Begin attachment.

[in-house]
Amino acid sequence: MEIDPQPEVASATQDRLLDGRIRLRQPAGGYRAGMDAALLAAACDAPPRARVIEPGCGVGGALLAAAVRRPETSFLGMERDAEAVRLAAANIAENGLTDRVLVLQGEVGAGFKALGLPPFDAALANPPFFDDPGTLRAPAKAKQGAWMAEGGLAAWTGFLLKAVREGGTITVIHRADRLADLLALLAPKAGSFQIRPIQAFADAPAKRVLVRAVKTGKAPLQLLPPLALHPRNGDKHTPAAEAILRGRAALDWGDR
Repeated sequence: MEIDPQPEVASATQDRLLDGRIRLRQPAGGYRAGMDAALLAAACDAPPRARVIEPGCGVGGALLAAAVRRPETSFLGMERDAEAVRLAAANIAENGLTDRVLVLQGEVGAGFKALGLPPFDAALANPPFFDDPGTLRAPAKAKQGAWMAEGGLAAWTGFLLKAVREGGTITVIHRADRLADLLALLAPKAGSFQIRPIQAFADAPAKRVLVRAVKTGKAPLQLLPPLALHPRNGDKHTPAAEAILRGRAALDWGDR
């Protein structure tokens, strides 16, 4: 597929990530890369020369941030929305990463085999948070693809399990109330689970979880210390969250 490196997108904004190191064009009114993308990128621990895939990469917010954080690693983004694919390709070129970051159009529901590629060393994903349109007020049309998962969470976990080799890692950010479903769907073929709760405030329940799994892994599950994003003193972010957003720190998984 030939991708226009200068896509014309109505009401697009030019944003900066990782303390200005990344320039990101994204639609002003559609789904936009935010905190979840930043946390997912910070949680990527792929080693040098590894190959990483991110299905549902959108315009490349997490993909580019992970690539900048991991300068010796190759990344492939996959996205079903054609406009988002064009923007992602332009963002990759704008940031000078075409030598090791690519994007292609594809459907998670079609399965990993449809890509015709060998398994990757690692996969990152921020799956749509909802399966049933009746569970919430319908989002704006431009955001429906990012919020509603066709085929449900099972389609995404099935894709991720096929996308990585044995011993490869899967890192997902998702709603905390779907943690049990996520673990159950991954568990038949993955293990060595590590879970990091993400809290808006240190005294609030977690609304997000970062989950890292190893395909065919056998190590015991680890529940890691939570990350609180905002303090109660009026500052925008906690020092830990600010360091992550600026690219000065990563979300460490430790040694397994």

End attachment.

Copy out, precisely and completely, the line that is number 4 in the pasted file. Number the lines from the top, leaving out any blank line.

């Protein structure tokens, strides 16, 4: 597929990530890369020369941030929305990463085999948070693809399990109330689970979880210390969250 490196997108904004190191064009009114993308990128621990895939990469917010954080690693983004694919390709070129970051159009529901590629060393994903349109007020049309998962969470976990080799890692950010479903769907073929709760405030329940799994892994599950994003003193972010957003720190998984 030939991708226009200068896509014309109505009401697009030019944003900066990782303390200005990344320039990101994204639609002003559609789904936009935010905190979840930043946390997912910070949680990527792929080693040098590894190959990483991110299905549902959108315009490349997490993909580019992970690539900048991991300068010796190759990344492939996959996205079903054609406009988002064009923007992602332009963002990759704008940031000078075409030598090791690519994007292609594809459907998670079609399965990993449809890509015709060998398994990757690692996969990152921020799956749509909802399966049933009746569970919430319908989002704006431009955001429906990012919020509603066709085929449900099972389609995404099935894709991720096929996308990585044995011993490869899967890192997902998702709603905390779907943690049990996520673990159950991954568990038949993955293990060595590590879970990091993400809290808006240190005294609030977690609304997000970062989950890292190893395909065919056998190590015991680890529940890691939570990350609180905002303090109660009026500052925008906690020092830990600010360091992550600026690219000065990563979300460490430790040694397994």